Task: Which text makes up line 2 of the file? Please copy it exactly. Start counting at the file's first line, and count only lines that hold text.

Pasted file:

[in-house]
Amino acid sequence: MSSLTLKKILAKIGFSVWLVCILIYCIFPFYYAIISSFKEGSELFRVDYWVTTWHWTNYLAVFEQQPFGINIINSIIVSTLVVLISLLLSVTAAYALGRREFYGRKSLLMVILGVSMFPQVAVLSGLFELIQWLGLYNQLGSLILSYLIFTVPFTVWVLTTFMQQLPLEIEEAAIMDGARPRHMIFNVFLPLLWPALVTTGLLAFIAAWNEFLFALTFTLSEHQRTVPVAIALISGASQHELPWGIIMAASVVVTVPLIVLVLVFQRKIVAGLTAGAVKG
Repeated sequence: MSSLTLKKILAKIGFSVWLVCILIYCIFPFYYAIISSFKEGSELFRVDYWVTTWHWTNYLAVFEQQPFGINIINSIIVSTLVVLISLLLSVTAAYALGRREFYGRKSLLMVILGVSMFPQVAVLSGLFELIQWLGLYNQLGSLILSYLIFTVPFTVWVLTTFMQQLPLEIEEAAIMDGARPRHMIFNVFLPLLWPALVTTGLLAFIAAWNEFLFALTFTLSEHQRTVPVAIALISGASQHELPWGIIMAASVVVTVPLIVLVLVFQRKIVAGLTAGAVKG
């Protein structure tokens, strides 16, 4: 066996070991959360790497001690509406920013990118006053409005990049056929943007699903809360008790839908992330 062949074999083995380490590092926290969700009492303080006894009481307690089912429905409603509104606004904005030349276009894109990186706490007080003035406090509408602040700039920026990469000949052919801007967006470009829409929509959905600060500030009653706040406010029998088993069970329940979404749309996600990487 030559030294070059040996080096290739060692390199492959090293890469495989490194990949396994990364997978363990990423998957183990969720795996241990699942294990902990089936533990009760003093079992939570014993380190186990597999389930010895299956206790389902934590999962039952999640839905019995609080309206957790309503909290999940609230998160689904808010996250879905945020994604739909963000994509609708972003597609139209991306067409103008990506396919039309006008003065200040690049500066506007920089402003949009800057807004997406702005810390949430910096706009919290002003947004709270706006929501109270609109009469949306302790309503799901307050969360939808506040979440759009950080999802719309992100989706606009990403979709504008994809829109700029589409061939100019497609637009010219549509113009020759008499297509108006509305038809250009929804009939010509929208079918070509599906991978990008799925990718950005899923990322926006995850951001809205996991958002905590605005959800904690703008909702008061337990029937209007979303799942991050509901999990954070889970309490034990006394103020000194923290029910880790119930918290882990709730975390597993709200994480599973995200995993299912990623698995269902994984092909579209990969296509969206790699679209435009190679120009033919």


Amino acid sequence: MSSLTLKKILAKIGFSVWLVCILIYCIFPFYYAIISSFKEGSELFRVDYWVTTWHWTNYLAVFEQQPFGINIINSIIVSTLVVLISLLLSVTAAYALGRREFYGRKSLLMVILGVSMFPQVAVLSGLFELIQWLGLYNQLGSLILSYLIFTVPFTVWVLTTFMQQLPLEIEEAAIMDGARPRHMIFNVFLPLLWPALVTTGLLAFIAAWNEFLFALTFTLSEHQRTVPVAIALISGASQHELPWGIIMAASVVVTVPLIVLVLVFQRKIVAGLTAGAVKG